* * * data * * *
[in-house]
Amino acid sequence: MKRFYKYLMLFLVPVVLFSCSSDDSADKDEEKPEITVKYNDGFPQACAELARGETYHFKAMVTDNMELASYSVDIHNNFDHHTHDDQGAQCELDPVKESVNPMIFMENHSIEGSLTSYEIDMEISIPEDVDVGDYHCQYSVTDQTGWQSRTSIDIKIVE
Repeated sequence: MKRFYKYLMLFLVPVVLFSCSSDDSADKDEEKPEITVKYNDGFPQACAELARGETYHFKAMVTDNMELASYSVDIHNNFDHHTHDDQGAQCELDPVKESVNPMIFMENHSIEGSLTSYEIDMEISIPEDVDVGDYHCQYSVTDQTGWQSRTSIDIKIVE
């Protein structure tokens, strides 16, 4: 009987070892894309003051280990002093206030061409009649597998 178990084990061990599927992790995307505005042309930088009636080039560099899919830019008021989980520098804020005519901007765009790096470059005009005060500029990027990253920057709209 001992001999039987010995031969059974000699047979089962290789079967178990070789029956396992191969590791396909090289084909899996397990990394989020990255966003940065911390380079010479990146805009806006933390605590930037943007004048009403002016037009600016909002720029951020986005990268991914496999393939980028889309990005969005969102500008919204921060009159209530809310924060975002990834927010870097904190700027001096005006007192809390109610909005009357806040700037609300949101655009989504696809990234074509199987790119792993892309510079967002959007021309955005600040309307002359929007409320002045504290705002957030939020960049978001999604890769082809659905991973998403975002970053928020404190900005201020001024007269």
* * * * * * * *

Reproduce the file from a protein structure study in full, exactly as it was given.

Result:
[in-house]
Amino acid sequence: MKRFYKYLMLFLVPVVLFSCSSDDSADKDEEKPEITVKYNDGFPQACAELARGETYHFKAMVTDNMELASYSVDIHNNFDHHTHDDQGAQCELDPVKESVNPMIFMENHSIEGSLTSYEIDMEISIPEDVDVGDYHCQYSVTDQTGWQSRTSIDIKIVE
Repeated sequence: MKRFYKYLMLFLVPVVLFSCSSDDSADKDEEKPEITVKYNDGFPQACAELARGETYHFKAMVTDNMELASYSVDIHNNFDHHTHDDQGAQCELDPVKESVNPMIFMENHSIEGSLTSYEIDMEISIPEDVDVGDYHCQYSVTDQTGWQSRTSIDIKIVE
């Protein structure tokens, strides 16, 4: 009987070892894309003051280990002093206030061409009649597998 178990084990061990599927992790995307505005042309930088009636080039560099899919830019008021989980520098804020005519901007765009790096470059005009005060500029990027990253920057709209 001992001999039987010995031969059974000699047979089962290789079967178990070789029956396992191969590791396909090289084909899996397990990394989020990255966003940065911390380079010479990146805009806006933390605590930037943007004048009403002016037009600016909002720029951020986005990268991914496999393939980028889309990005969005969102500008919204921060009159209530809310924060975002990834927010870097904190700027001096005006007192809390109610909005009357806040700037609300949101655009989504696809990234074509199987790119792993892309510079967002959007021309955005600040309307002359929007409320002045504290705002957030939020960049978001999604890769082809659905991973998403975002970053928020404190900005201020001024007269």